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Ordinary Time: January 24th

Memorial of St. Francis de Sales, bishop and doctor; Optional memorial of Our Lady of Peace

Daily Readings for: January 24, 2014
(Readings on USCCB website)

Collect: O God, who for the salvation of souls willed that the Bishop Saint Francis de Sales become all things to all, graciously grant that, following his example, we may always display the gentleness of your charity in the service of our neighbor. Through our Lord Jesus Christ, your Son, who lives and reigns with you in the unity of the Holy Spirit, one God, for ever and ever.

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Old Calendar: St. Timothy, bishop and martyr

His ardent love of God and souls, his great kindliness, rare wisdom and sure teaching made St. Francis exceptionally influential in bringing about conversions and in guiding souls in the spiritual life. He won back to the faith more than 70,000 heretics, thus restoring to the Church a great part of the Chablais, which had been ravaged by Protestantism. He was St. Jane de Chantal's spiritual director, and with her founded the Order of the Visitation. He is the author of Treatise on the Love of God and Introduction to the Devout Life. St. Francis died at Lyons in 1622.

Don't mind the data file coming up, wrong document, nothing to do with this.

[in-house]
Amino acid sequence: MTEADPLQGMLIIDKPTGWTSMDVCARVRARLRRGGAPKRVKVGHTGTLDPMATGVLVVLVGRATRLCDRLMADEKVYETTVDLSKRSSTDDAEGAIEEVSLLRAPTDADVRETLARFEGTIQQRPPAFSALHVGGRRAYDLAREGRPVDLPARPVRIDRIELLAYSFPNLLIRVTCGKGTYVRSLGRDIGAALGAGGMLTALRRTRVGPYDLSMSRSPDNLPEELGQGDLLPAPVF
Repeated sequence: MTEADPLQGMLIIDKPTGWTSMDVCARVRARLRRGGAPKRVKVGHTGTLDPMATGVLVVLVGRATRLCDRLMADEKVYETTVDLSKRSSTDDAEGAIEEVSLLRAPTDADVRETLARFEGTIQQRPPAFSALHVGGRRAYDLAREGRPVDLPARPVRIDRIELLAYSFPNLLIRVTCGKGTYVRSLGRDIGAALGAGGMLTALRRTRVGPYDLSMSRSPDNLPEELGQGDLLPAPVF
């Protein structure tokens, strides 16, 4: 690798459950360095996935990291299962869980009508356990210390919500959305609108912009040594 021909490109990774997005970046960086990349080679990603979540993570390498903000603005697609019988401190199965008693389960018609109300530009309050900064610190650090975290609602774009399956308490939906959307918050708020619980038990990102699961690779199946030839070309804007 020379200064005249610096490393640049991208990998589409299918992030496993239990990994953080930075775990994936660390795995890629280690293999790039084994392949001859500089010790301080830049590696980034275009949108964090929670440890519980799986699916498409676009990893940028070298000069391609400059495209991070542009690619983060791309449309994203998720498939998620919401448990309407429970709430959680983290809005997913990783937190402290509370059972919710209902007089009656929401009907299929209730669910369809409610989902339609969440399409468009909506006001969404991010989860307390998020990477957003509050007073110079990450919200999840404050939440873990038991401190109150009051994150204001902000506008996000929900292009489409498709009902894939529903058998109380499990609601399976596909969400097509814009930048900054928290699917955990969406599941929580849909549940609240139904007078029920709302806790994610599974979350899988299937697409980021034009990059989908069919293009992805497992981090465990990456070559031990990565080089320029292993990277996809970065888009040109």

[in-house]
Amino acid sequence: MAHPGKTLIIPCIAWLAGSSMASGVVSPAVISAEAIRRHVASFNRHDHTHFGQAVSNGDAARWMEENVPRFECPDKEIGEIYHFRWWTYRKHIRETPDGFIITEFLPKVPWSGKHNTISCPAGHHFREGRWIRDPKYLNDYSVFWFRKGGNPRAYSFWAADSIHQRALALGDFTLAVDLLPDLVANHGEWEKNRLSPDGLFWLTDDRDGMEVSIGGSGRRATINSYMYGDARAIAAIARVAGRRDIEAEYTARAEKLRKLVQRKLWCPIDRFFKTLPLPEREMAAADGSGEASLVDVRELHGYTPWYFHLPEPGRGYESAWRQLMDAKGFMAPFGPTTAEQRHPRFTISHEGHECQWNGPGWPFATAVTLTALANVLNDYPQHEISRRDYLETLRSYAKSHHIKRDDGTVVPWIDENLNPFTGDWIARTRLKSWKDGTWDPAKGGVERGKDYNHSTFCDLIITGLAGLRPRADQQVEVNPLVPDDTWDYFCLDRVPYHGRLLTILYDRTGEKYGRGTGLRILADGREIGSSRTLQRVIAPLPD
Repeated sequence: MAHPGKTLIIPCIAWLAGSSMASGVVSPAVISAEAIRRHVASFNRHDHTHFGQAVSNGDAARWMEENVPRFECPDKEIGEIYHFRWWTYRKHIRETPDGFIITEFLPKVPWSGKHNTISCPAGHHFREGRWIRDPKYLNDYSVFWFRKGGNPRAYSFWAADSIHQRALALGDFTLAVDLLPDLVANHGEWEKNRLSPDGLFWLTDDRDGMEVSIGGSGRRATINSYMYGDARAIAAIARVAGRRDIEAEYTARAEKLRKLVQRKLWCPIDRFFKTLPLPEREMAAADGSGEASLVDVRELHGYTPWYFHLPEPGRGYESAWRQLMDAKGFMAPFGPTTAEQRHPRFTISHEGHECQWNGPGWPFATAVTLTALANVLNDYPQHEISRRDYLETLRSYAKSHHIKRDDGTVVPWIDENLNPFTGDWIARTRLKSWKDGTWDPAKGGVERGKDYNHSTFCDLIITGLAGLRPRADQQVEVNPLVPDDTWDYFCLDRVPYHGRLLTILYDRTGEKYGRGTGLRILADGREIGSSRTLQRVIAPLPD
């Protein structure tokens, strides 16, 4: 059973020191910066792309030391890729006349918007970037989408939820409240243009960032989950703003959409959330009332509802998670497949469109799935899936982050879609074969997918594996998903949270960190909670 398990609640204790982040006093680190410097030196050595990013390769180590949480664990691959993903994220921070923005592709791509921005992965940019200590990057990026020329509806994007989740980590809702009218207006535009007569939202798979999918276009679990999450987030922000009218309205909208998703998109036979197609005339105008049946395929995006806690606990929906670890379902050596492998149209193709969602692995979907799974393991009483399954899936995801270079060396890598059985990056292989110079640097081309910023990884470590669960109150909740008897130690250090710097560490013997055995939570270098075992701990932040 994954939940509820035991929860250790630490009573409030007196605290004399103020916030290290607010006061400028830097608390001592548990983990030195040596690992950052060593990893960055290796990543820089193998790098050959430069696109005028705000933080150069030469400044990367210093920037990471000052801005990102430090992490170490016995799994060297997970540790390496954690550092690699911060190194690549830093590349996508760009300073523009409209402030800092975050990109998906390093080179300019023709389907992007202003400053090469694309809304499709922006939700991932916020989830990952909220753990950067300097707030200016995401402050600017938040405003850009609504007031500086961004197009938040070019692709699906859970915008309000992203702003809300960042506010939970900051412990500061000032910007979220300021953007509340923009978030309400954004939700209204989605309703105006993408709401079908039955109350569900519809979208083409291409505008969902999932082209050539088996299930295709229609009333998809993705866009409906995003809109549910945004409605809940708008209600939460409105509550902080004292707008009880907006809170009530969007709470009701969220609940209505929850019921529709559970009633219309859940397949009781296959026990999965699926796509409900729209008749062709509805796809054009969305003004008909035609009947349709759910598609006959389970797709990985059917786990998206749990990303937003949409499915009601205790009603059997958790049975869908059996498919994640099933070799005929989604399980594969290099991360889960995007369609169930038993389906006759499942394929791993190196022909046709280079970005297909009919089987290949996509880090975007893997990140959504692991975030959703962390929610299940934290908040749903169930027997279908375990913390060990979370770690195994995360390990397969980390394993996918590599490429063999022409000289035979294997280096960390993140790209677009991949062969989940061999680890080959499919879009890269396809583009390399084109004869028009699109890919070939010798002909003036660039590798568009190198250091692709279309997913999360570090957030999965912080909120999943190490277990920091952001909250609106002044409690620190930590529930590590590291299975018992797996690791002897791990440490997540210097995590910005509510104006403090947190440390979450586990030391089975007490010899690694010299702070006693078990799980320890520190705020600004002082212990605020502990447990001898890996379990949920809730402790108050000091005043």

This is also the optional memorial of Our Lady of Peace celebrated in the diocese of Honolulu.

According to the 1962 Missal of Bl. John XXIII today is the feast of St. Timothy, bishop and martyr. St. Timothy was the faithful companion of St. Paul on his missionary journeys. His feast is now celebrated on January 26. St. Francis de Sales feast was celebrated on January 29 and the feast of Our Lady of Peace was celebrated on July 9.

The Week of Prayer for Christian Unity